Role of Dissolved Oxygen Concentration on Gold Recovery from Sulphide Ores via Cyanidation and Thiosulphate Leaching Processes

The proposed research project pertains to the analysis and understanding of the role of oxygen in gold extraction and recovery process. Currently most gold mining operations apply air in their gold recovery process, but there are some data showing that the gold recovery with air application is not efficient. It is believed that the use of oxygen gas would result in higher gold recovery and ultimately lower costs. Also we believe the application of oxygen gas instead of air would minimize or eliminate the need for addition of lead nitrate into the gold recovery process solutions.

Game private networks and game server performance emulation and evaluation

This infrastructure will allow new servers to be automatically deployed and configured for use as private game servers, while also monitoring their performance and usage statistics. By using the novel predictive models, which are to be developed in this proposed project, new virtual servers will be automatically created and added when the traffic levels require more resources to maintain optimal performance. The goal of these network tests is to identify the point at which the network software can no longer keep up to the flow of traffic.

Heap leaching of refractory gold ore by integrating enhanced bio-oxidation of pyrite and chloride-based gold leaching

Gold occurs in association with pyrite and arsenopyrite in the Carlin-type gold deposit, with little gold being contained in carbonaceous materials. Extracting this gold requires pretreatment, such as pressure oxidation or roasting, to remove carbonaceous materials and sulphides, followed by the application of alkali cyanide or thiosulphate solution to leach gold. These processes are energy-intensive and may generate potentially harmful substances to the environment.

Investigations in real-time spinal magnetometry using magnetoencephalography (MEG) for therapeutic biofeedback

Oscillatory neuronal activity can be quantified to help diagnose states of health and disease in the brain. These activities change on a fast time scale of milliseconds, which can only be captured by direct measurement of the brain’s electromagnetic activity. This is accomplished utilizing MEG and EEG technology, which can measure non-invasively these fast changes on the scalp surface. Moreover, using MEG, these signals can be observed within the brain volume through a localization process.

Optimizing Natural Fibre Quality for Industrial Applications

Natural fibres are abundant in Canada and have the potential to be used in a wide variety of biocomposites and industrial bioproducts. In order to develop a thriving biomaterials sector, the quality and consistency of this vast resource must be continually assessed and monitored to ensure a quality product can be delivered to end-users on a consistent basis.

Optimization of Hetnets for Urban and Built-up Environments

The provisioning of cellular networks and data services has become increasingly complex due to ever increasing demand for greater and faster services. Our research will contribute to a fundamental knowledge base into the operation of heterogeneous cellular networks using the built-up physical infrastructure (the buildings) of the University of Regina. A number of micro cellular sites have been installed on campus and their operation has been investigated within the larger macro cellular site which services the university and surrounding area.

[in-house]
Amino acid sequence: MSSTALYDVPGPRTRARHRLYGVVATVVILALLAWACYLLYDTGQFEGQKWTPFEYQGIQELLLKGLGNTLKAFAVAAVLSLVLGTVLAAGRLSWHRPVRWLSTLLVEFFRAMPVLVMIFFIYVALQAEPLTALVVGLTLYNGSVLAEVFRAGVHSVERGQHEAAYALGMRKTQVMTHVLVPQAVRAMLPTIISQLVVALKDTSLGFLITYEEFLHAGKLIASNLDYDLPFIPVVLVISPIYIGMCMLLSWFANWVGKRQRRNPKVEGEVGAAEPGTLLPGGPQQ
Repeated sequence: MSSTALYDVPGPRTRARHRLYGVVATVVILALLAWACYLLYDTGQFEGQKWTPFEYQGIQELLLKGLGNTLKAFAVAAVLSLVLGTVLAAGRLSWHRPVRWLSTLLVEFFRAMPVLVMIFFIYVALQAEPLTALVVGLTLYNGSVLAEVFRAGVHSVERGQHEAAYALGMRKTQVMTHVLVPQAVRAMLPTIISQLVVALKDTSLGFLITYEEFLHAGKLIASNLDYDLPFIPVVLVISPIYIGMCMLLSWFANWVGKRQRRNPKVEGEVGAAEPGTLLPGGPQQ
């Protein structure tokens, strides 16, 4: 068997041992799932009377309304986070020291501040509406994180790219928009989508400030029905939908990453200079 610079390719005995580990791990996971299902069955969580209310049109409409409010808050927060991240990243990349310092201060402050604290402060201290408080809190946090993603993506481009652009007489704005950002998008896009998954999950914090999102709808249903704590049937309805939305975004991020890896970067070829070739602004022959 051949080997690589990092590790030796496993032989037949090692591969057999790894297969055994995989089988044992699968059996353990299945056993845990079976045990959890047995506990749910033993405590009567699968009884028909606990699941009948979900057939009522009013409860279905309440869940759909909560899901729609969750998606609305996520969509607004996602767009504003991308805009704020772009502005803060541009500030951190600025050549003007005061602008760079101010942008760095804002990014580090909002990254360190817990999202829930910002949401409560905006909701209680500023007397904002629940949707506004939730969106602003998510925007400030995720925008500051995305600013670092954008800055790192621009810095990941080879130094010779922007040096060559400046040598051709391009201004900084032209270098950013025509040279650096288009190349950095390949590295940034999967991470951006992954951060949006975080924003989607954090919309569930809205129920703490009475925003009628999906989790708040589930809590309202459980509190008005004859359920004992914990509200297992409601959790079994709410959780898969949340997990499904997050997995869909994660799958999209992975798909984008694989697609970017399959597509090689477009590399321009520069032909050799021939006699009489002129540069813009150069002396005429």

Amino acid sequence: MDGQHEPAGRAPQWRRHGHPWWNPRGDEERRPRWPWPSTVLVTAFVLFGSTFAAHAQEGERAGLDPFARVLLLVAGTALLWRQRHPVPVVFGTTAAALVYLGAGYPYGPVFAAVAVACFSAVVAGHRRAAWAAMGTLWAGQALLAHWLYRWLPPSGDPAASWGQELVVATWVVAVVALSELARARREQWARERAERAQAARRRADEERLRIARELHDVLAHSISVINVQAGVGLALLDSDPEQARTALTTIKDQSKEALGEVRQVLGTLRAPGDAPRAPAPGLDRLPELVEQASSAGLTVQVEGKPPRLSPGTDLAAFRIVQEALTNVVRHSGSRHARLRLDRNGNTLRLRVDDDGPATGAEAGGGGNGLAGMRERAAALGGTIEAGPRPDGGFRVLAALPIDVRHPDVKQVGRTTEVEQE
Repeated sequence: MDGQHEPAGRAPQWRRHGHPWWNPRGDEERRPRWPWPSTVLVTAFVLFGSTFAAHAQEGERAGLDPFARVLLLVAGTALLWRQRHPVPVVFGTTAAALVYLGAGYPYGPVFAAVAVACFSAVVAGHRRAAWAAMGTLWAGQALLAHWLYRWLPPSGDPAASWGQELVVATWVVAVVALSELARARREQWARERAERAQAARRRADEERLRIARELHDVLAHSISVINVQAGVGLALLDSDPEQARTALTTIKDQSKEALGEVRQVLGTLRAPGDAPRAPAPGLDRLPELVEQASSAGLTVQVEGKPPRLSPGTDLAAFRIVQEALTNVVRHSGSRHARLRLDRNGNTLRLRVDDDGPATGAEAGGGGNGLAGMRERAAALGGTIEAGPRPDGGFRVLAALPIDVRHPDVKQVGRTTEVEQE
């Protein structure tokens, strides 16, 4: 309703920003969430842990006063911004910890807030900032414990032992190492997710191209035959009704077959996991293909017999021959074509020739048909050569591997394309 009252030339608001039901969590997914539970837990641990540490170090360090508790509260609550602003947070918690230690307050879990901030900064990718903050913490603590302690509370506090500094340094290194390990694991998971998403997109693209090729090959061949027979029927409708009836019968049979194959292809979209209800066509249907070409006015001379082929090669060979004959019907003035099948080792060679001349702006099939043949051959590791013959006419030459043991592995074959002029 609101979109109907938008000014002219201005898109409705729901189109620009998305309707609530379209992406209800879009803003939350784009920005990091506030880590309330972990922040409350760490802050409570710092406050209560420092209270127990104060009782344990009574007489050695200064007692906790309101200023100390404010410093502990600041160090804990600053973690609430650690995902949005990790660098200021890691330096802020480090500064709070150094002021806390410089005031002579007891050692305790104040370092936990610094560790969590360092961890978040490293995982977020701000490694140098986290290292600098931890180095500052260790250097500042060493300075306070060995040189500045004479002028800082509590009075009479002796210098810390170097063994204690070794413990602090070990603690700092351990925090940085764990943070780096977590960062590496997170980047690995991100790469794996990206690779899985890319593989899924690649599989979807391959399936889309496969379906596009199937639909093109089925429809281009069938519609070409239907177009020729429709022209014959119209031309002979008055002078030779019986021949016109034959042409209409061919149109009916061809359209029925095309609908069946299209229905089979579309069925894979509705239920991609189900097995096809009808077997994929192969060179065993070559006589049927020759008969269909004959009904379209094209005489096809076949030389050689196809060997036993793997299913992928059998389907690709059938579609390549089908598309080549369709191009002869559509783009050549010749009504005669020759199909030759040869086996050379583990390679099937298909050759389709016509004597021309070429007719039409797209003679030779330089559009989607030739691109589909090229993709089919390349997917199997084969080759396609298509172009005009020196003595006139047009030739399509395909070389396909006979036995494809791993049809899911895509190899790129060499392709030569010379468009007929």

Visualization of TBI Multimodal Brain Imaging Data

The increased incidence of traumatic brain injury (TBI) and its potentially serious long-term consequences have enormous clinical, societal and economic impacts in Canada. Yet despite its relatively high prevalence, TBI is one of the least understood neurological injuries. Emerging evidence shows that the effects of TBI are not transient and may be associated with significant long-term consequences on brain function. An impact to the head results in an immediate and direct insult to the brain, setting off a complex cascade of metabolic and neurochemical events.

Development of Li-Ion cells/batteries for low temperature applications

Increases in gasoline price and greenhouse gas emissions have spurred the growth of hybrid electric vehicles (HEV) and pure electric vehicles (EVs). Rechargeable Li-ion batteries are the leading candidate for powering these vehicles due to their high energy and power density properties relative to other batteries. However, their energy and power capabilities are substantially reduced at low temperatures, posing a technical barrier for market penetration of HEVs and EVs.

Calibration and characterization of micro-spectrometer

Project will see the calibration and characterization of a next-generation spectrometer for advancing both atmospheric research and the Canadian space community by providing instruments for atmospheric research for UAVs and nanosatellites. Calibrating these spectrometers will give the science community a new way to monitor atmospheric gases such as greenhouse gas or pipeline leaks with the option of a low-mass, low-cost and reliable measurement from an airborne platform.

Sulfur deportment in ferronickel production via Rotary Kiln-Electric Furnace process

Pyrometallurgical processes have long been used for producing ferronickel alloy. Rotary kiln – Electric furnace (RKEF) is one of the most important technologies for producing ferronickel. The process involves partial reduction of the ore in the rotary kiln with the addition of fuels and reductants. During the process, some impurities present in the fuels and reductants are introduced to the rotary kiln product (clacine). The presence of impurities, especially sulfur would significantly affect physical and mechanical properties of product.